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Dershowitz: SCOTUS Decision Deals Potentially Devastating Blow to Impeachment

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A Friday decision by the U.S. Supreme Court undercuts the second article of impeachment the House Democrats are planning to vote on this week in their efforts to remove President Donald Trump from office, Harvard Law School professor emeritus Alan Dershowitz argued.

In his Op-Ed for The Hill, the legal scholar also shredded the “abuse of power” standard Democrats have put forth in their first article of impeachment.

The second article charges that Trump obstructed Congress by not complying with all the House Democrat leaders’ witness and document demands.

The president has claimed executive privilege regarding current and former White House staff members Democrats have sought to compel to appear including White House Chief of Staff Mick Mulvaney and former National Security Advisor John Bolton.

Last week, the Supreme Court agreed to review three lower court decisions relating to congressional and grand jury subpoenas demanding financial records from Trump.

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Dershowitz — who is reportedly being considered to be part of Trump’s legal team in a Senate impeachment trial — argued in the Monday op-ed that while the cases are “not identical” they are “close enough.”

“Even if the high court were eventually to rule against the claims by President Trump, the fact that the justices decided to hear them, in effect, supports his constitutional contention that he had the right to challenge congressional subpoenas in court, or to demand that those issuing the subpoenas seek to enforce them through court,” Dershowitz wrote.

“It undercuts the contention by House Democrats that President Trump committed an impeachable offense by insisting on a court order before sending possibly privileged material to Congress.”

Dershowitz advised House Democrats to “seriously consider dropping this second article in light of the recent Supreme Court action.”

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Appearing recently on C-Span’s “Washington Journal,” the former law professor also shot down Democrats’ first article of impeachment: abuse of power.

“Presidents constantly take actions that are designed to help their electoral prospects,” he said.

“If you go back to abuse of power and allow that to be a criteria for impeachment, Abraham Lincoln suspended the writ of habeas corpus. Franklin Roosevelt confined 110,000 Japanese Americans in detention centers. John Kennedy authorized the tapping of Martin Luther King’s telephones. Every controversial president has been accused of abuse of power.”

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Dershowitz said he does not even have to address whether it was right or wrong for Trump to ask Ukrainian President Volodymyr Zelensky to look into alleged shady dealings by former Vice President Joe Biden and his son Hunter in Ukraine because the issue is whether Trump committed an impeachable offense.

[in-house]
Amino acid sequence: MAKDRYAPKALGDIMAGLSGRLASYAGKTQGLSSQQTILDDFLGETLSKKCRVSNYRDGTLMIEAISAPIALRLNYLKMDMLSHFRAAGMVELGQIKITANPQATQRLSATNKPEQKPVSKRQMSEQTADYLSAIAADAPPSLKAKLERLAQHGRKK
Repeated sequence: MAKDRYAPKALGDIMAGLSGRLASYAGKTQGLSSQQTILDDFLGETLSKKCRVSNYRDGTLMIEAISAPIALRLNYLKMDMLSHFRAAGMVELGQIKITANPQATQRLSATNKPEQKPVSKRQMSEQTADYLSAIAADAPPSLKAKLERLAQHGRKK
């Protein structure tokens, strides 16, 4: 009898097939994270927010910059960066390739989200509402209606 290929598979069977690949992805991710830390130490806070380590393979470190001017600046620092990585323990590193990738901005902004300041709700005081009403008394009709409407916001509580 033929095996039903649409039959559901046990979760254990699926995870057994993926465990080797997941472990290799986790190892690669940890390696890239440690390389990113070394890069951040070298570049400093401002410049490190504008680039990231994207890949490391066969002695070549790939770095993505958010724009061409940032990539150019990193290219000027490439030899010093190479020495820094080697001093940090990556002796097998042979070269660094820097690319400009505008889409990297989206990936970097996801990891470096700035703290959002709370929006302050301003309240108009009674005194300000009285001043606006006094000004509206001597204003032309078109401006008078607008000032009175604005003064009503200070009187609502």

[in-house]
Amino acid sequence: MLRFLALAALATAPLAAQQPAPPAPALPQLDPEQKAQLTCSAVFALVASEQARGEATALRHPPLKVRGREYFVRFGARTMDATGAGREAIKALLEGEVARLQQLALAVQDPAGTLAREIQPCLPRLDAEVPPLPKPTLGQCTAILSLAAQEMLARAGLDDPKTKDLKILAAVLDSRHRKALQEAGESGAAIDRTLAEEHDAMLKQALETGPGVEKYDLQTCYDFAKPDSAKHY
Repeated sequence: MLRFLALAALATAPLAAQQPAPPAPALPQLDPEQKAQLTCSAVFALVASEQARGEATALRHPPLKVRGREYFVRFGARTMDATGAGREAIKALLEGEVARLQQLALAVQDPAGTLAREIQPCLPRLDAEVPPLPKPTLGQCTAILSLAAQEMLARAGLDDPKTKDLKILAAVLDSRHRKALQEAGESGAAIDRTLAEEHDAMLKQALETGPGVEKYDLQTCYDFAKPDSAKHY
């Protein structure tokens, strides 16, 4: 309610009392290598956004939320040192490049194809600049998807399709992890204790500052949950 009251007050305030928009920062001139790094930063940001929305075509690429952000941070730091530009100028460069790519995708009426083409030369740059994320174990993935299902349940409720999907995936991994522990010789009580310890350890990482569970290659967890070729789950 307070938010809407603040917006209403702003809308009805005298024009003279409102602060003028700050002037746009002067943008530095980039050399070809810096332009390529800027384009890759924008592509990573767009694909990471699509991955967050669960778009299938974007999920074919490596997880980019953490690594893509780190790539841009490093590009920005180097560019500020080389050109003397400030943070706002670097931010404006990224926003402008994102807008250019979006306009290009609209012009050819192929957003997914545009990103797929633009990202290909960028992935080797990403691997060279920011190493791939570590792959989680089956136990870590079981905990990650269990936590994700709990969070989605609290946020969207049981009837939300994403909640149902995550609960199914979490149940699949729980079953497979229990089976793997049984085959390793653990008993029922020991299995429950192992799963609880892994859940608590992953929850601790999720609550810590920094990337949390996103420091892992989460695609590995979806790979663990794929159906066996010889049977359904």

“Abuse of power is simply not a criterion,” Dershowitz said. “If the framers wanted abuse of power as a criteria for removing the president, it would have been simple, just put it in the Constitution: treason, bribery, high crimes and misdemeanors or abuse of power.”

In an appearance on CNN Saturday, the renowned defense attorney said, with a smile, he could not comment whether he may be representing Trump in a Senate impeachment trial.

CNN chief legal analyst Jeffrey Toobin responded to the prospect of his former law professor in that role.

“Not exactly what I expected in your criminal law class that that’s how you would culminate your career,” Toobin said.

It just may be the right move for Trump to have a high profile Democrat like Dershowitz arguing why the House impeachment case fails to meet the standards laid out by the Founders and should be dismissed out of hand.

No doubt it would irk Democrat lawmakers, much like the testimony of George Washington Law School professor Jonathan Turley did before the House Judiciary Committee earlier this month.

Democrats do not have the law or the facts on their side, which leaves them having to make up new standards as they stand on their desks and scream, “Trump did something wrong!”

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Randy DeSoto has written more than 2,000 articles for The Western Journal since he joined the company in 2015. He is a graduate of West Point and Regent University School of Law. He is the author of the book "We Hold These Truths" and screenwriter of the political documentary "I Want Your Money."
Randy DeSoto is the senior staff writer for The Western Journal. He wrote and was the assistant producer of the documentary film "I Want Your Money" about the perils of Big Government, comparing the presidencies of Ronald Reagan and Barack Obama. Randy is the author of the book "We Hold These Truths," which addresses how leaders have appealed to beliefs found in the Declaration of Independence at defining moments in our nation's history. He has been published in several political sites and newspapers.

Randy graduated from the United States Military Academy at West Point with a BS in political science and Regent University School of Law with a juris doctorate.
Birthplace
Harrisburg, Pennsylvania
Nationality
American
Honors/Awards
Graduated dean's list from West Point
Education
United States Military Academy at West Point, Regent University School of Law
Books Written
We Hold These Truths
Professional Memberships
Virginia and Pennsylvania state bars
Location
Phoenix, Arizona
Languages Spoken
English
Topics of Expertise
Politics, Entertainment, Faith




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